The 2012 NBA Slam Dunk Contest is upon us, and America can't wait to see what this year's dunk contestants have up their sleeves.
In recent years, props have become more commonly used in the contest to win over the crowd.
Whether it's a chair, a teddy bear or an automobile, players are one-upping each other with props and doing increasingly outlandish stunts to gain an advantage.
As we wait in anticipation of what they'll come up with next, let's take a look at the top 10 props used in Slam Dunk Contest history.
Orlando Magic center Dwight Howard isn't lacking when it comes to drama, and this dunk sequence has almost as many props as the Macy's Day Parade.
The actual dunk isn't that intricate, but the Superman persona and the 12-foot rim are some of the biggest props we've ever seen in the contest.
Several contestants have dunked over chairs (and people sitting in chairs) over the years, but Gerald Green took it to the next level with his windmill dunk over a table in 2007.
He stole the show in Las Vegas that year, but this table dunk is only a taste of prop dunks to come from Green.
This sticker-slam was one of the most unique stunts in the contest's history.
Dwight Howard displayed exactly how high he can soar by slapping a sticker near the top of the backboard while jamming.
The finishing touch was having his teammates bring out the measuring tape to show that the sticker was 12'6".
After a splendid 2007 contest, Gerald Green appeared for an encore in 2008, using a ladder to demonstrate how high he could jump.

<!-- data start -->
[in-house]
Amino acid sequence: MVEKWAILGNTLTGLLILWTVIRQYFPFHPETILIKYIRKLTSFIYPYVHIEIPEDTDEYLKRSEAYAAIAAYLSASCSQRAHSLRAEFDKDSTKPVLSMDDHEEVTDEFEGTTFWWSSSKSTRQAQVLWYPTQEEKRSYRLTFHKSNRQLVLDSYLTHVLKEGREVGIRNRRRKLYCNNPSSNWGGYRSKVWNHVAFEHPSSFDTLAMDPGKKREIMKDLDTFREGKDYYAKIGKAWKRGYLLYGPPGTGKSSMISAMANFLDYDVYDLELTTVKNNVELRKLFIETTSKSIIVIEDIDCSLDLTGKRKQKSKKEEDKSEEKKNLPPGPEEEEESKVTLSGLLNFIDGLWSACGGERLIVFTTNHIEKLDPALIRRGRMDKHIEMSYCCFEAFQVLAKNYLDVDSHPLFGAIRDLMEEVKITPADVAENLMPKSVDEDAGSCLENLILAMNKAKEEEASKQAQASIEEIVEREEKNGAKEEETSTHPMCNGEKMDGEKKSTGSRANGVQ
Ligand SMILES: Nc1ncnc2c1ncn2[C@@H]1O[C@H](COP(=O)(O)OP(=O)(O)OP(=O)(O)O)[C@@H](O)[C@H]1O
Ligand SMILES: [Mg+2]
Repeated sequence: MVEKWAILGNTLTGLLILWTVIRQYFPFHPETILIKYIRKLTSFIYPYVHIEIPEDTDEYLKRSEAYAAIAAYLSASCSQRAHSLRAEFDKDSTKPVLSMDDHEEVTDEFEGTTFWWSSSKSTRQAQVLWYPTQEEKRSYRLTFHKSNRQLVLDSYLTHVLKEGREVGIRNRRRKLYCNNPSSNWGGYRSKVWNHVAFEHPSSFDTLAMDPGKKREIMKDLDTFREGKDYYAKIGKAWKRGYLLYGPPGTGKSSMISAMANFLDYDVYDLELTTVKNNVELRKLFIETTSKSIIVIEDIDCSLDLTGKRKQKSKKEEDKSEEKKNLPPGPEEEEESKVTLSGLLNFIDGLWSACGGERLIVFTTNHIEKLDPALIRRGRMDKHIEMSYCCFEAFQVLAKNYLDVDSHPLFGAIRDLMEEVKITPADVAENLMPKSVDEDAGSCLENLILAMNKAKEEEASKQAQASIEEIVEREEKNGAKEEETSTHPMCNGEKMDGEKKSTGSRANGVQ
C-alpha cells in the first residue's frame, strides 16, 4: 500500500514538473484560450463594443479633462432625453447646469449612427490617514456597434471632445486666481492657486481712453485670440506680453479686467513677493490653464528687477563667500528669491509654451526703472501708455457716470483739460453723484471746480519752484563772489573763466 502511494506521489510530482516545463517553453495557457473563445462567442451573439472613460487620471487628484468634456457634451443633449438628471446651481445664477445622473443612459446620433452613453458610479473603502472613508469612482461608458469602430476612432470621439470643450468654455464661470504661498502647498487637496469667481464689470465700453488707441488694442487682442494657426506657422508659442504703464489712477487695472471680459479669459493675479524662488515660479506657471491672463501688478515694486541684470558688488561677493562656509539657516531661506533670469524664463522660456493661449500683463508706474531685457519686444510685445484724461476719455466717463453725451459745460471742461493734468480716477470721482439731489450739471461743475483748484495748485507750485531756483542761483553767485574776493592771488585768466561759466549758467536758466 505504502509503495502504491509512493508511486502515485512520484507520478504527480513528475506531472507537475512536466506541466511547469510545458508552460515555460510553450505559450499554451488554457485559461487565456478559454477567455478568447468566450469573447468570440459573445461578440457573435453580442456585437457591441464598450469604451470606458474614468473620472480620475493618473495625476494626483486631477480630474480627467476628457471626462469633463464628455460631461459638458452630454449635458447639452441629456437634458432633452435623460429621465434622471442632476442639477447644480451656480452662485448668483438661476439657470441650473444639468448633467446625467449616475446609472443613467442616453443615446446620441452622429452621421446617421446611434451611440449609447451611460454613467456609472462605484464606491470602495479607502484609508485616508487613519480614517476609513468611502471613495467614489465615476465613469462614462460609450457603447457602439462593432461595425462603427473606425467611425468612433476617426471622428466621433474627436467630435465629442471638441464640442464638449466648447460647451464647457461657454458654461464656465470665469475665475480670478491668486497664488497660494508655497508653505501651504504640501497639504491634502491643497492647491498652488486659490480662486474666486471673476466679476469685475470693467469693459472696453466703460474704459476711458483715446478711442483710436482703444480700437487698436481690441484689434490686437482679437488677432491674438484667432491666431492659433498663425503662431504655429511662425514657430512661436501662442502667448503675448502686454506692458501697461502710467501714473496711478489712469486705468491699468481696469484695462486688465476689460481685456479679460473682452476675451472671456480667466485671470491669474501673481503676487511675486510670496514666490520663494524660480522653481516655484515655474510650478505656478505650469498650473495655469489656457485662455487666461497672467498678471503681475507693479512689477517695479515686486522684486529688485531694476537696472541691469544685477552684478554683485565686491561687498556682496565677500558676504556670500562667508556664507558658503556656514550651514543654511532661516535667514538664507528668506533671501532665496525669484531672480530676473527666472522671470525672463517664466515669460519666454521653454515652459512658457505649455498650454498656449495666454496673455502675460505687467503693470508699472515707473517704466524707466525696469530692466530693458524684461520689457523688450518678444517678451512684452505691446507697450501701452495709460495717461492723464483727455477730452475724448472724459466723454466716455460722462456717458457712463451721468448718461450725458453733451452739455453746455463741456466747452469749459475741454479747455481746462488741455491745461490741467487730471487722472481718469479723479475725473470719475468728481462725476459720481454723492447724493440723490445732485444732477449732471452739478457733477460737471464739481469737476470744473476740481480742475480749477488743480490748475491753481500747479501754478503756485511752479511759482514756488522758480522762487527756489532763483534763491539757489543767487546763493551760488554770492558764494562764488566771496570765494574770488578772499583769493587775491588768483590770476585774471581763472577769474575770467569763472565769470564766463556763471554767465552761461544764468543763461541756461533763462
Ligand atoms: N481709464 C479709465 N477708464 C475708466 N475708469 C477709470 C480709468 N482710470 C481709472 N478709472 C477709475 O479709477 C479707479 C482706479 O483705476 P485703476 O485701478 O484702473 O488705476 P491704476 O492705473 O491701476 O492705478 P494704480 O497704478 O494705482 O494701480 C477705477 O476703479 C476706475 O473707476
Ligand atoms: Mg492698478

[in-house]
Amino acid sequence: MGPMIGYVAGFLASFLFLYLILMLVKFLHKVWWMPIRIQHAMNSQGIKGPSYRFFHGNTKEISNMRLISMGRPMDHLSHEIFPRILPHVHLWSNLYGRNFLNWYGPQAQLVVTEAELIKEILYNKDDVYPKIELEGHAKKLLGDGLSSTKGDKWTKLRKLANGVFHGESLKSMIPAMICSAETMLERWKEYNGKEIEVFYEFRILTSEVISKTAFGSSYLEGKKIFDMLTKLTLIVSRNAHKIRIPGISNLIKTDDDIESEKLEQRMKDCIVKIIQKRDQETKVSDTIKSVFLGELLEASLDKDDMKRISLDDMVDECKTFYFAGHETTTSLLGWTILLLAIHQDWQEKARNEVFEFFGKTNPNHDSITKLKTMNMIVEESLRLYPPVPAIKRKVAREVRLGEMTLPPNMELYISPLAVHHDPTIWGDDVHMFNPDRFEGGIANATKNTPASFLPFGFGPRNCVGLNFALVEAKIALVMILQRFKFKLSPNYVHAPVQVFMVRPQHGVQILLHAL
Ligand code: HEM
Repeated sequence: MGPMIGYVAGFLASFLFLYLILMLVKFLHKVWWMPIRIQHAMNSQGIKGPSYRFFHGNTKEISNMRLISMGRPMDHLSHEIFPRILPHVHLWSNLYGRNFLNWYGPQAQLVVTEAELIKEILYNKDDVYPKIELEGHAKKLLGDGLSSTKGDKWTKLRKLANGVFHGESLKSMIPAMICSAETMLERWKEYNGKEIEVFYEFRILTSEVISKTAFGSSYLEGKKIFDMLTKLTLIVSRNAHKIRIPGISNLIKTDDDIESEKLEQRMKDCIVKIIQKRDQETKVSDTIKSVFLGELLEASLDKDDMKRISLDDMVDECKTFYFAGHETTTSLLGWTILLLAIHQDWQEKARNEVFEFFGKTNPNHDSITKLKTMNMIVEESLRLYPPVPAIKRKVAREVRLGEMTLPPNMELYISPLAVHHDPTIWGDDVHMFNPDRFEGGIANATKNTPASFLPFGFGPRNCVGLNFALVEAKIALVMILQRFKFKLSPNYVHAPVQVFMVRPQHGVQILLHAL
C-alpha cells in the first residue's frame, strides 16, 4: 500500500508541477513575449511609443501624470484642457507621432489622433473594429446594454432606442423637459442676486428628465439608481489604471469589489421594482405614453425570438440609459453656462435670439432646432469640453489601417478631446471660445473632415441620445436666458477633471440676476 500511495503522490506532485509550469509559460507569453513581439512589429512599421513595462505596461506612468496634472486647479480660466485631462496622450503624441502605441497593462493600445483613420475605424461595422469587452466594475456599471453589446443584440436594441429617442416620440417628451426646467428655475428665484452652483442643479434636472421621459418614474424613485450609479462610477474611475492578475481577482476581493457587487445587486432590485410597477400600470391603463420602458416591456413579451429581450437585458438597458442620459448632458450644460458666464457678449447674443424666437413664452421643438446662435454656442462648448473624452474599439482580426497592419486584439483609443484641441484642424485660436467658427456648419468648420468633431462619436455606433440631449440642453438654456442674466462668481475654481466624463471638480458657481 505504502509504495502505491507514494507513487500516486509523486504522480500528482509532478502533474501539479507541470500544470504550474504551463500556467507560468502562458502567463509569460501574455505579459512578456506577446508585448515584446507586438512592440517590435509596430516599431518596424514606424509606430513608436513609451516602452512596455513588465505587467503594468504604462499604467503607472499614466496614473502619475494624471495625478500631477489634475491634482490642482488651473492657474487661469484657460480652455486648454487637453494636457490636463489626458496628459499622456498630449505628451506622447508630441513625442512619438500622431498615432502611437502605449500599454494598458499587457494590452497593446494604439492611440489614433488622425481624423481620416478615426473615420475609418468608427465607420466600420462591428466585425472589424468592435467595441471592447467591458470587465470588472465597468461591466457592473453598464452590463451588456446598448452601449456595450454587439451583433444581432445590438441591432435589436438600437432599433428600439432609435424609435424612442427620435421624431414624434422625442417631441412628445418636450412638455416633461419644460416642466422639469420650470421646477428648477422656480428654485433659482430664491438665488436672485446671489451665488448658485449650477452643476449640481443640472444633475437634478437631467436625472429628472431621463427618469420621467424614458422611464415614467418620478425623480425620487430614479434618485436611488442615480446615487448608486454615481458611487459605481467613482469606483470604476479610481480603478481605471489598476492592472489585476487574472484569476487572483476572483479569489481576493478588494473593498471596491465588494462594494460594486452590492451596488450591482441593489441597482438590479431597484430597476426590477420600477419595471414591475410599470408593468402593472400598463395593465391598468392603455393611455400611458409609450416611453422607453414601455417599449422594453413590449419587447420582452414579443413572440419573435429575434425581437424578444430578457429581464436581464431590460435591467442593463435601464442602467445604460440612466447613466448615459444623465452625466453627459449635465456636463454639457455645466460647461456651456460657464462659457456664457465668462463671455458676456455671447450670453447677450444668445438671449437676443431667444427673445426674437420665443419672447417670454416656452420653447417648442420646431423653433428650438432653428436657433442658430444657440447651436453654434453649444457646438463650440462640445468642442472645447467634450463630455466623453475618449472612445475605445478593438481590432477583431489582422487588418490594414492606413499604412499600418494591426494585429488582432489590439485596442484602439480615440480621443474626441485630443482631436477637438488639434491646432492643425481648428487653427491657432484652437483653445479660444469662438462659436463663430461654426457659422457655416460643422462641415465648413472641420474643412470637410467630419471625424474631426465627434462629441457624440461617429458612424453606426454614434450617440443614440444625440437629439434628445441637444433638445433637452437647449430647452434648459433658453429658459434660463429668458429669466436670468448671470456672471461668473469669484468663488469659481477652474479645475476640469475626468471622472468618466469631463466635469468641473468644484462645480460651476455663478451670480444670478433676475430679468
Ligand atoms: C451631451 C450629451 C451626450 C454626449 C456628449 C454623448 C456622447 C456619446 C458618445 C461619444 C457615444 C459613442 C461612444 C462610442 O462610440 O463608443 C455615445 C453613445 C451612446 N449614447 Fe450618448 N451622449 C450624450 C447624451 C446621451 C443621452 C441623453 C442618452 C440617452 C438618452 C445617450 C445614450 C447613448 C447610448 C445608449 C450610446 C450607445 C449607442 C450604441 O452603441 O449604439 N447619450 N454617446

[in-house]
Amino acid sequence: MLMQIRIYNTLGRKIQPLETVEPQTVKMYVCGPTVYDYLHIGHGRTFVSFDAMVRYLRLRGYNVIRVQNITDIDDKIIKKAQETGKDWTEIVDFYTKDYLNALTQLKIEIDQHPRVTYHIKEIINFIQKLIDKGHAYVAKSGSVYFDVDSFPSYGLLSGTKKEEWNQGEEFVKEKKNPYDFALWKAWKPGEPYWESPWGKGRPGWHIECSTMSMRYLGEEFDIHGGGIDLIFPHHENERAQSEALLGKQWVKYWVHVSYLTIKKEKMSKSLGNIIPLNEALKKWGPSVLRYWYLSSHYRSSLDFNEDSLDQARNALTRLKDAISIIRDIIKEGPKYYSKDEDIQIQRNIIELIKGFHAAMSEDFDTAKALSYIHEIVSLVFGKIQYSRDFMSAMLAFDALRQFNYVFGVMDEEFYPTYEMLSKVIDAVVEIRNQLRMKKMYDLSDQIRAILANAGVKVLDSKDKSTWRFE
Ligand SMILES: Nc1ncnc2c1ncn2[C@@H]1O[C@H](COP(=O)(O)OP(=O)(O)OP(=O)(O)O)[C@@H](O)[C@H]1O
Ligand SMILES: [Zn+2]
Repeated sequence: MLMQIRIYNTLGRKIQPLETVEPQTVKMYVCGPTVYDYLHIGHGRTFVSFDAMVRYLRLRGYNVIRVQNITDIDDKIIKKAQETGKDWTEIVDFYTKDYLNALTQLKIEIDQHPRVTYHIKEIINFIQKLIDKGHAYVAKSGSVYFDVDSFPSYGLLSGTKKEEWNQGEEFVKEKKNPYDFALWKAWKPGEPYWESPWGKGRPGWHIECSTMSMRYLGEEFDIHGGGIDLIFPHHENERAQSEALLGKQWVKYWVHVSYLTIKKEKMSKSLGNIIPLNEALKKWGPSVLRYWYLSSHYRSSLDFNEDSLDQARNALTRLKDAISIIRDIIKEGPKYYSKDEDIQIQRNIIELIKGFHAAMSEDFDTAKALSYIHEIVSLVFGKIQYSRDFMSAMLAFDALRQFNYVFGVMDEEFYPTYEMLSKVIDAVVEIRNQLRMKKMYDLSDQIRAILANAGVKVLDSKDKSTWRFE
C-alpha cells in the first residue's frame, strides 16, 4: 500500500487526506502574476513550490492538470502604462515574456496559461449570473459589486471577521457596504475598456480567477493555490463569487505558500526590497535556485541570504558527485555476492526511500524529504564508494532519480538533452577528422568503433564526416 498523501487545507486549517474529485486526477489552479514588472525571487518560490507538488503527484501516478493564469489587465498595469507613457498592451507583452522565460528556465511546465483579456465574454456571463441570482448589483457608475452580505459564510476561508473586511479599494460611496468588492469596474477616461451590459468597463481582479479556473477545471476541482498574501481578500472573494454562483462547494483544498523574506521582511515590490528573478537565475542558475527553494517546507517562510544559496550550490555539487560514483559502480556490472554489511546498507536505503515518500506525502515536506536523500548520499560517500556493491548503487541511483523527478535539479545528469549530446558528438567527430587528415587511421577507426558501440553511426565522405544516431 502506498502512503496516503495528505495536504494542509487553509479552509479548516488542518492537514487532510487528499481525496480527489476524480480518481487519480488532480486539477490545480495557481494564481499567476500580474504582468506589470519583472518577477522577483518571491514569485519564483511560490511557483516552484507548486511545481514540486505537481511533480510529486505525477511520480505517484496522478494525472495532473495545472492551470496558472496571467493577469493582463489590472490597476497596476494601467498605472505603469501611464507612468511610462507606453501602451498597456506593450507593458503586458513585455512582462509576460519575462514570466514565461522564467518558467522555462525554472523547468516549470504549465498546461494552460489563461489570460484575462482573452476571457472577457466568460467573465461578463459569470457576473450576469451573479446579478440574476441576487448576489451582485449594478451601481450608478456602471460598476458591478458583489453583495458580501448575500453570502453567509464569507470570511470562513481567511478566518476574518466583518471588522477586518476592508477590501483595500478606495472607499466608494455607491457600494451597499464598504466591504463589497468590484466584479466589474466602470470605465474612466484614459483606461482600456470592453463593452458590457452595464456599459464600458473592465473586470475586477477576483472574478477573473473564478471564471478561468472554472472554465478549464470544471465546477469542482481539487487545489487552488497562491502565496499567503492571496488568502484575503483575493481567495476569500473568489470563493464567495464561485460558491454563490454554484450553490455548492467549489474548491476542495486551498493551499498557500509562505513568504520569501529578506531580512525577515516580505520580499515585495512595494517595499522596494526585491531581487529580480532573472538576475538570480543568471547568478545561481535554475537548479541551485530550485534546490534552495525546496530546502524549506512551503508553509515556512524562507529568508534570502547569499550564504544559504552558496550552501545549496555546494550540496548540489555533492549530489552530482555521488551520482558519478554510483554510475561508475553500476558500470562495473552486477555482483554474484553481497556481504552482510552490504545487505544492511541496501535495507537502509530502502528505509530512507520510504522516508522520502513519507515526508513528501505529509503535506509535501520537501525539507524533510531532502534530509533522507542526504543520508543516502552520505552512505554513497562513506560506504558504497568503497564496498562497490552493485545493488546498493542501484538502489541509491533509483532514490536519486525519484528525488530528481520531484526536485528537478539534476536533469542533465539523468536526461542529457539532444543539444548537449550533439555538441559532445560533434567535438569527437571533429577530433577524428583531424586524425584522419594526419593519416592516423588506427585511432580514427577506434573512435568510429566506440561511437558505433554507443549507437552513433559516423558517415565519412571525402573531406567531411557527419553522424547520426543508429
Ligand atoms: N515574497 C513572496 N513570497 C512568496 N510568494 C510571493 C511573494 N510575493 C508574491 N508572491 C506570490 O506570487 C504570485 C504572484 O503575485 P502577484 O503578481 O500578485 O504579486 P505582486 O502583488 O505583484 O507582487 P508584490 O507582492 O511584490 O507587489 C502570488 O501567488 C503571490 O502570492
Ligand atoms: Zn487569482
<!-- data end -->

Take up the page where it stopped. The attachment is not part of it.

He took the ladder hand-off from Rashad McCants and windmilled the ball with authority. This prop usage and agile finish showed just how acrobatic Green is.
Oklahoma City Thunder forward Serge Ibaka has freakish athleticism, and he found a fun way to showcase it during last year's contest.
He exhibited his leaping ability by snatching a teddy bear off the rim with his teeth. It takes some intense focus and coordination to do that while dunking.
For most people, jumping over a car would be hazardous. Los Angeles Clippers star Blake Griffin makes it look easy.
This high-flying auto advertisement would have been ranked higher if he hopped over the sunroof of the car instead of the low hood.
As far as dunks go, it was rather underwhelming, but give Griffin a 10 for props and theatrics.
Washington Wizards tower JaVale McGee has a remarkable wingspan, and it was on full display last year when he threw down on two hoops simultaneously.
I think this makes the average American even more jealous of NBA athletes, because most of us can't dunk on one hoop.
Thanks for the confidence boost, JaVale.
Just as Kryptonite is the only undoing of Superman, KryptoNate is the only undoing of Dwight "Superman" Howard.
The diminutive Nate Robinson edged out Howard in the 2009 contest by jumping over him and slamming the green ball home.
Howard is the tallest human prop in dunk contest history, so it's awesome that one of the shortest NBA players hurdled him.
Check out the footage of Gerald Green blowing out a cupcake candle on the back of the rim while finishing the alley-oop.
What's next, showing off his hang-time by blowing out a whole birthday cake full of candles?
Green's creativity is almost as astounding as his athleticism.
20 years after Spud Webb stunned the world in the 1986 contest, Nate Robinson brought him out of the stands and jammed over him.
Robinson-over-Spud became an instant-classic and put Robinson on the map as the most lovable little guy in basketball.
The dunk featured phenomenal aerial skill and used the most historically relevant prop ever.